Medicare recipients in the state of Michigan number just fewer than 1,146,000. Some of these residents enjoy every piece of Medicare, while others are a part of just some parts.
But whether you’re already enrolled in Medicare or are about to be, there’s plenty of information for Michiganders to consider about both Original Medicare and Medicare Supplemental plans.
Stacking up Michigan’s Medicare Numbers
- A bit more than 1,067,000 constituents from the Wolverine State are enrolled in both Part A & B of Medicare.
- Of the previous number, a shade over 863,000 Michigan residents aged into the program. An additional 204,000 Michiganders entered Medicare through disability.
- Just around 1,617,000 people in the state utilize a prescription drug plan through Medicare Part D.
Medicare Costs in Michigan for 2022
When trying to get a firm grasp on what Medicare both covers and will cost an individual, it’s good to do as much research as possible. However, here is an overview of what each section of Original Medicare does for its patients.
Part A is premium-free Medicare for those who’ve reached age 65 (or are married to someone who has), are a U.S. citizen, and have a qualifying work history of 10 years or more. This is inpatient care, which refers to all hospital visits.
The other piece of the Original Medicare puzzle is Part B. This carries a fixed monthly premium set at the federal level and offers coverage for all outpatient care. Medical supplies or equipment, standard doctor visits, flu shots, and even yearly checkups all fall under Part B. This does not include dental and vision; those can be added with supplemental plans.
|Medicare Part A Costs in 2022||Medicare Part B Costs in 2022|
Looking at Original Medicare in Michigan
Nearly 1,200,000 people residing in Michigan have either Part A or Part B of Medicare. More than 968,000 of those aged into one of the parts, while just around 231,000 entered either Part A or B due to disability.
|Medicare Part A (Hospital Coverage)
||Medicare Part B (Medical Insurance)
Sorting Out Supplemental Medicare Plans in Michigan
Original Medicare can really give senior citizens great peace of mind for their base healthcare needs. But many of those same people might soon find out that Parts A & B do not cover everything. That’s why Supplemental Medicare plans exist and are used by those across the U.S., including Michigan.
One of the first places those people may turn to is a Medigap plan. This is offered by a private healthcare insurance provider and serves two big purposes:
- Expand your network of providers, which might include your preferred doctor or specialist.
- Cover the “gaps” in your Original Medicare for a premium. This still figures to be cheaper than paying out-of-pocket expenses for things not under Original Medicare.
For some, it’s not an issue of expanding their coverage but just having more control over it. That’s where a Medicare Advantage plan can be helpful. This is also offered by private companies and is run in accordance with federal Medicare guidelines. A premium is involved, but this could be a great option for those who are more budget-conscious or want to have a say in which providers they see.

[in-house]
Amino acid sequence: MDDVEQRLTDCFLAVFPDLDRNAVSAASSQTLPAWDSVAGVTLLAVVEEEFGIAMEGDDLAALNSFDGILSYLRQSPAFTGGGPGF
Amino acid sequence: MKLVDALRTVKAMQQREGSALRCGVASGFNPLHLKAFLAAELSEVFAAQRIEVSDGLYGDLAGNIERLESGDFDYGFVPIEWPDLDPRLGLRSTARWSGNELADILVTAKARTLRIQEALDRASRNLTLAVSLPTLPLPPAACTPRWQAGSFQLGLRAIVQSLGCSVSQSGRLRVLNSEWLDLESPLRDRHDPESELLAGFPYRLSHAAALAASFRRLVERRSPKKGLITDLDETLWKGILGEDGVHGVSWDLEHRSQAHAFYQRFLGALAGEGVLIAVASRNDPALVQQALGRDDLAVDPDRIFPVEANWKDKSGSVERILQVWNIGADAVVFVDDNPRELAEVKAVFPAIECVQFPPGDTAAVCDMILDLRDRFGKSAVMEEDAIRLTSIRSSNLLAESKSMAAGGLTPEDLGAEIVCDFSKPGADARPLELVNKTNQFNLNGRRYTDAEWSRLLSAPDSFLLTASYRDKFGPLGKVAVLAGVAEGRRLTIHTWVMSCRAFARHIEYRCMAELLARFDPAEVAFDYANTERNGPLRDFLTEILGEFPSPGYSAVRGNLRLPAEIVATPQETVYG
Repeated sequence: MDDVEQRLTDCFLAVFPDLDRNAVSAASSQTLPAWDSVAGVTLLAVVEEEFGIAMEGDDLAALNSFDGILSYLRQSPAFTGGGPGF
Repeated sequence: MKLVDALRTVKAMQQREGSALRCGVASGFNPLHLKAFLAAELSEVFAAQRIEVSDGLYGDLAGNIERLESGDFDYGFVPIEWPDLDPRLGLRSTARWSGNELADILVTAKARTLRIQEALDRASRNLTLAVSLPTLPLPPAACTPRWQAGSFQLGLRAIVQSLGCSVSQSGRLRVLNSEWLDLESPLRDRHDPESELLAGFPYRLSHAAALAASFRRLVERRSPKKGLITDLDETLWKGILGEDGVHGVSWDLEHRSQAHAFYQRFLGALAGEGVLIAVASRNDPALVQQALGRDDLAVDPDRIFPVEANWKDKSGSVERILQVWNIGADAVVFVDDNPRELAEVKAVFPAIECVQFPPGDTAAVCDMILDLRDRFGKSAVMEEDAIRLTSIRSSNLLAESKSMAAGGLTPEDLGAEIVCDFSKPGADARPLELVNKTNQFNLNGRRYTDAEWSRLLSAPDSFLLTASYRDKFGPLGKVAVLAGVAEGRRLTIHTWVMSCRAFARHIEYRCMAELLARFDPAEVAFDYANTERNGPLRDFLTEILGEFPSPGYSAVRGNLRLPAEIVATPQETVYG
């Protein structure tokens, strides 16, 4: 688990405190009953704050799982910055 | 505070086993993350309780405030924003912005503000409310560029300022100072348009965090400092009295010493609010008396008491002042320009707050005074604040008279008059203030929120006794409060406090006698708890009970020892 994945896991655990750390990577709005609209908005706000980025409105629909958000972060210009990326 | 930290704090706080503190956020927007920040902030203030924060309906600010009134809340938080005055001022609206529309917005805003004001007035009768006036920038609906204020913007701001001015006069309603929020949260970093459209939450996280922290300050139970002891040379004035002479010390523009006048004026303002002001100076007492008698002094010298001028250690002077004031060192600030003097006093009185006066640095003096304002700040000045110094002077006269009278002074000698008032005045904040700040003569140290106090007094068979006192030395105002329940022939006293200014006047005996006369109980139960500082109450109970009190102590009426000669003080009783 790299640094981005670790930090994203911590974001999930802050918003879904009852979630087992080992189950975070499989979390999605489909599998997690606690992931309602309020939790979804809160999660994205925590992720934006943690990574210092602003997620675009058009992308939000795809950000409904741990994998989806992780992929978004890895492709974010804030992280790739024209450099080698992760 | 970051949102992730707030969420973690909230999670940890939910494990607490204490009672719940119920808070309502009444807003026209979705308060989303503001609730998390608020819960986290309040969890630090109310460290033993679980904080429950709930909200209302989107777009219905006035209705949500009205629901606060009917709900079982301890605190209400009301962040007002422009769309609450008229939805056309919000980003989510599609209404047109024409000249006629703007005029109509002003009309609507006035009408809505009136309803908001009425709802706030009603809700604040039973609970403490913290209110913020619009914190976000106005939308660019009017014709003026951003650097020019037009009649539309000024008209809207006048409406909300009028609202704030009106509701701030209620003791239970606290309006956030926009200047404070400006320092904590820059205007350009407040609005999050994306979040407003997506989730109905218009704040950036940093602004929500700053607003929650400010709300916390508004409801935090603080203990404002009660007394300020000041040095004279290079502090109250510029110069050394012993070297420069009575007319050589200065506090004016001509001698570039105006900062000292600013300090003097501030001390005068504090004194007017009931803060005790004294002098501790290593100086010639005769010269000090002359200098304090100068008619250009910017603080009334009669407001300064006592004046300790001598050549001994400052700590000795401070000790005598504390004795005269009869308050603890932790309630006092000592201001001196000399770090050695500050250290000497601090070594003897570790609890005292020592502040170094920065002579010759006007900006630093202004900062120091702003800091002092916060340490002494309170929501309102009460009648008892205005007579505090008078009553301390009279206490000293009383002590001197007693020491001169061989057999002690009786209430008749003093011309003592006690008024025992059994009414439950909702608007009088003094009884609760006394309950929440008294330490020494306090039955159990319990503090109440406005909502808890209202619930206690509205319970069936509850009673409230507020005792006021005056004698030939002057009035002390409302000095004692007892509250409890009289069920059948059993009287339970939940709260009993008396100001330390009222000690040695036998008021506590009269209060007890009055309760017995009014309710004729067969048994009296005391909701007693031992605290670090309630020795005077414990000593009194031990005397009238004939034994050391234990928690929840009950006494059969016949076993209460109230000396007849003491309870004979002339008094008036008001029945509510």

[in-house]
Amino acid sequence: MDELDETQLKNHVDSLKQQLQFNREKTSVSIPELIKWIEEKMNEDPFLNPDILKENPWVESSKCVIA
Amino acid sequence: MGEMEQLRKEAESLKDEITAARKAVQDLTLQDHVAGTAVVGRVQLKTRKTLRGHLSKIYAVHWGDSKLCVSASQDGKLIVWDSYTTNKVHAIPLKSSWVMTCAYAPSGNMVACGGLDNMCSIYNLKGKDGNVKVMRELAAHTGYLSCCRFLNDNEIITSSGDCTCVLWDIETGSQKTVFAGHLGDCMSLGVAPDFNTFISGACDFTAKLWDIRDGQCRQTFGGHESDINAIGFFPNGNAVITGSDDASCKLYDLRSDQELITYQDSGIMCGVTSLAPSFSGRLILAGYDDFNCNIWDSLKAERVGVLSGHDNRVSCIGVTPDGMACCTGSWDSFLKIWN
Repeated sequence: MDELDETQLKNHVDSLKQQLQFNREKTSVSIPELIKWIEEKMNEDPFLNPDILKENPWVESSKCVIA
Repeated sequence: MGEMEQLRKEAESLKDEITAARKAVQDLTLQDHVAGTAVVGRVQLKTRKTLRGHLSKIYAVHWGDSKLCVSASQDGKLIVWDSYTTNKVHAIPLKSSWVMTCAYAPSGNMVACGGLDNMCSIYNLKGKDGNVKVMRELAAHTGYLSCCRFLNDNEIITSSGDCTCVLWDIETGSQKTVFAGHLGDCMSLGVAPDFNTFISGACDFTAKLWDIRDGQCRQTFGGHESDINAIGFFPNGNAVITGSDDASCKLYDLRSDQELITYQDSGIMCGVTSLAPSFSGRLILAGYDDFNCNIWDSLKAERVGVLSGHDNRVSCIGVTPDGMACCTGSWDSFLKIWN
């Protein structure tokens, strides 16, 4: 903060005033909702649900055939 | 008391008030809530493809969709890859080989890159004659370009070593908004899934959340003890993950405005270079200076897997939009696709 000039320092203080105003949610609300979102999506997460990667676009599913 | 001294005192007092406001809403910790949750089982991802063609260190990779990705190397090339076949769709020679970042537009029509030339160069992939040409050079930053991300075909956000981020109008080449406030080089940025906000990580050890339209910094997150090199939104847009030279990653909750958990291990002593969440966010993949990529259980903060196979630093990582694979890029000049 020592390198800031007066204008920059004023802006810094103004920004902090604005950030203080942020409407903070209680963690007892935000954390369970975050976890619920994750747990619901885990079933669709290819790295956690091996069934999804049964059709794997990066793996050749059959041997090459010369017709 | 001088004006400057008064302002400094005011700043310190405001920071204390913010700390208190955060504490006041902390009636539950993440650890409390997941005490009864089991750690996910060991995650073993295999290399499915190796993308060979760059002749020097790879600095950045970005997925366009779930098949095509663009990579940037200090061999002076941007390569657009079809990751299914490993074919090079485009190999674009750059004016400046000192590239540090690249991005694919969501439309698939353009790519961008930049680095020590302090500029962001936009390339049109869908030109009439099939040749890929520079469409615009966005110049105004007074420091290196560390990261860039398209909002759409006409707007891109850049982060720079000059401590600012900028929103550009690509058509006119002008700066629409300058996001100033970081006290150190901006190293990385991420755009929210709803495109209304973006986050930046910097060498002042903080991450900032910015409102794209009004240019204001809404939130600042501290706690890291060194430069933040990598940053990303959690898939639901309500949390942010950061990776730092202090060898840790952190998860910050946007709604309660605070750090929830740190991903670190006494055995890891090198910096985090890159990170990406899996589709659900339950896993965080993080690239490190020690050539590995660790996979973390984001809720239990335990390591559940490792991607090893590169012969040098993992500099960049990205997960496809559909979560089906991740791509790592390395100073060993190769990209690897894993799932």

Finally, Part D is a prescription drug plan that is not a part of Original Medicare. As many know, medication is not cheap and that’s doubly true if you don’t have insurance to help cover it. There are also different tiers of Part D, so Michigan residents can find one that works for them.
One last note though: the price of all of these supplemental plans depends on your specific location. So someone living in Detroit won’t see the same rates as their fellow Michiganders in Lansing or Ann Arbor.
Michigan Medicare Resources
The state of Michigan has a wealth of recourses for Medicare recipients. The place to start is the Michigan Medical Assistance Program (MMAP). This actually is helpful for not only Medicare but also Medicaid. Regardless of which one you need help with, there is free volunteer help via their hotline.
Who qualifies for Medicare in Michigan?
Medicare has a specific set of criteria to meet in order to qualify for it. They are:
- Age 65 or older, or be the spouse of someone who is
- Be a U.S. Citizen
- Have 10 years of work history (or be married to someone who has it
- Have a qualifying condition and be drawing disability income for at least 24 months
How much is Medicare in Michigan?
Like anywhere else in the U.S., Original Medicare costs are standardized. For Part A, you get it premium-free with just a deductible that needs to be met each period. For Part B, there is a monthly premium but it is the same for everyone in America.
What is the difference between Medicaid and Medicare in Michigan?
Medicaid is offered to low-income families or individuals, those with disabilities, children, and pregnant women. This is comprehensive coverage and comparable to individuals who have private health insurance.
As far as Medicare is concerned, as previously stated, it covers hospital stays and general outpatient care. Boomers and those who qualify because of a disability get this. While it is responsible for a lot, it is not comprehensive.
How To Sign Up For Supplemental Medicare in Michigan
Tip No. 1 for successfully picking and signing up for the best Supplemental Medicare plan in Michigan for yourself is to work with a licensed agent. The agent can actually help you sort through the different plans and assist in the selection process — and the greatest part about this assistance is it’s free to you.
Since your health coverage is such an important decision, don’t leave it to chance. Call us today or fill out our convenient and easy rate form so we can find the best and most affordable Supplemental Medicare plans in your part of Michigan.